Quest Serviced Apartments has opened its $11 million complex in Whyalla (near Adelaide)  despite the backdrop of the mining boom slowdown.

Quest Whyalla will have 56 studio, one-bedroom, two-bedroom and three-bedroom self-contained apartments.

Quest chairman Paul Constantinou says the Whyalla opening comes as direct response to the region’s “tenacious” growth.

“Whyalla is thriving, fuelled by long-term development of the resource industry, which has, in turn, brought significant investment in local infrastructure.

“This growth is continuing to stimulate demand for functional and flexible corporate accommodation – a demand that we make it our business to respond to,” Constantinou says.

Franchisee Jennifer McDonnell says there has been an increasing demand for self-contained accommodation in Whyalla.

The 4.5-star property is one of eight new Quest Serviced Apartment properties opening in the 2012-13 financial year.

Quest, which is also set to open at Sydney Olympic Park next month, has 140 complexes across Australia, Fiji and New Zealand, spread across central business districts, suburban and regional areas with proximity to head offices, business centres and key tourist destinations.

Sydney Olympic Park complex is set amid offices and business parks. Elsewhere is NSW, there is also a site at Shellharbour judged to be set to benefit from the growth in Wollongong as well as the new Stockland development at Shellharbour.

In Melbourne Quest have targeted country regions such as Bendigo along with Docklands aimed at visitors who don’t want to pay the high five-star-hotel prices.

Founded in 1988 by Paul Constantinou with one hotel in Fitzroy, the group offers apartments for short or longer stays, complete with kitchens and laundries.

Investors can buy strata units with building management run by franchisees, who must adhere to Quest management standards.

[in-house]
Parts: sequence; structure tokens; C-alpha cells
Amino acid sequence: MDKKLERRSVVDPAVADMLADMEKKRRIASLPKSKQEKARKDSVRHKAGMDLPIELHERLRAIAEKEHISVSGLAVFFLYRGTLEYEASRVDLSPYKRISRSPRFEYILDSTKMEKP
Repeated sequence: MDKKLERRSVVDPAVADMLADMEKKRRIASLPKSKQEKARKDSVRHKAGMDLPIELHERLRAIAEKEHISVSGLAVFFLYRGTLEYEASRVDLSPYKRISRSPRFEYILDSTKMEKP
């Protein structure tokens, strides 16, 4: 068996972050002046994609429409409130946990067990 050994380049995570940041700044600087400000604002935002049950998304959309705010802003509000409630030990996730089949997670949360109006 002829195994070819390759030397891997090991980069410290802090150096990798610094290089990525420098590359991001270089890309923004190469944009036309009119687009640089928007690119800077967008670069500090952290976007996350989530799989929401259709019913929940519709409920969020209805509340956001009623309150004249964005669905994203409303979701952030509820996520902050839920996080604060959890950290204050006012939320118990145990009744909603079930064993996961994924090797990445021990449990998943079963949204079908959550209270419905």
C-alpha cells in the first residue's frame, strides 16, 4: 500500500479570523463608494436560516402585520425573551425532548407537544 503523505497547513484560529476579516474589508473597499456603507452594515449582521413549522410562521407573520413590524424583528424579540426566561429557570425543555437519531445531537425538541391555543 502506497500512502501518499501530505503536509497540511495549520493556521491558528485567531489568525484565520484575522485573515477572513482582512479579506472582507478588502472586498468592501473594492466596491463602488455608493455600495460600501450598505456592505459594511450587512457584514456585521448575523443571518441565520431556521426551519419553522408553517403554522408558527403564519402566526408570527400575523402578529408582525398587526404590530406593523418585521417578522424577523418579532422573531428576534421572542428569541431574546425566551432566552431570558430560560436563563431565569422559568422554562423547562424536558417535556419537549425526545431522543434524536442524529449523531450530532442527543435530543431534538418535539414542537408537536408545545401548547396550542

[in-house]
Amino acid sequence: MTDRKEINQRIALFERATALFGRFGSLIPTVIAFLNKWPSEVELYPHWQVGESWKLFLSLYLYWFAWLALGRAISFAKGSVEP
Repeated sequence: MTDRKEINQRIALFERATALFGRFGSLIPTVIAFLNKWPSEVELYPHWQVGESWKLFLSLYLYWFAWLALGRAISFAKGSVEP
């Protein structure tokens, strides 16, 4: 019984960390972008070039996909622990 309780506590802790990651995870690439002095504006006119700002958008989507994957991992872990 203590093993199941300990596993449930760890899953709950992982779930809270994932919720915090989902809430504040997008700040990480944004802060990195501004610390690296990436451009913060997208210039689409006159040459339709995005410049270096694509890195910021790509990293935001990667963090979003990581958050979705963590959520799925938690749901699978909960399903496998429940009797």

The Wyyalla town recently attracted attention after federal opposition leader Tony Abbott suggested the carbon tax would destroy the town, which triggered a comical response from Labor hovernment minister Craig Emerson.

Although BHP’s expansion plans are on hold, mining company Arrium has reopened its Iron Baron Mine, in a move that state Mineral Resources and Energy Minister Tom Koutsantonis says is a sign of the rejuvenation of South Australia.

Closed in the early 1990s, the mine near Whyalla was officially reopened on September 18 this year.

The reopening is due to create about 100 jobs and to support businesses in the area.

Arrium Mining chief executive Greg Waters says Iron Baron is just one part of its larger South Australian investment program, which includes its Middleback Ranges projects, Southern Iron operations near Coober Pedy, and its ongoing Whyalla port expansion.

The Federal Minister for Regional Australia, Simon Crean, South Australian Manufacturing and Trade Minister Tom Koutsantonis and president of the Local Government Association Kym McHugh recently signed an agreement to work together on promotion of the upper Spencer Gulf region to mining companies.

Whyalla is the leading South Australia area where it’s cheaper to buy than rent.

Rents in Whyalla had grown 10.7% to $310 per week in the five years to May 2012. Median rents are now at $350, according to RP Data.

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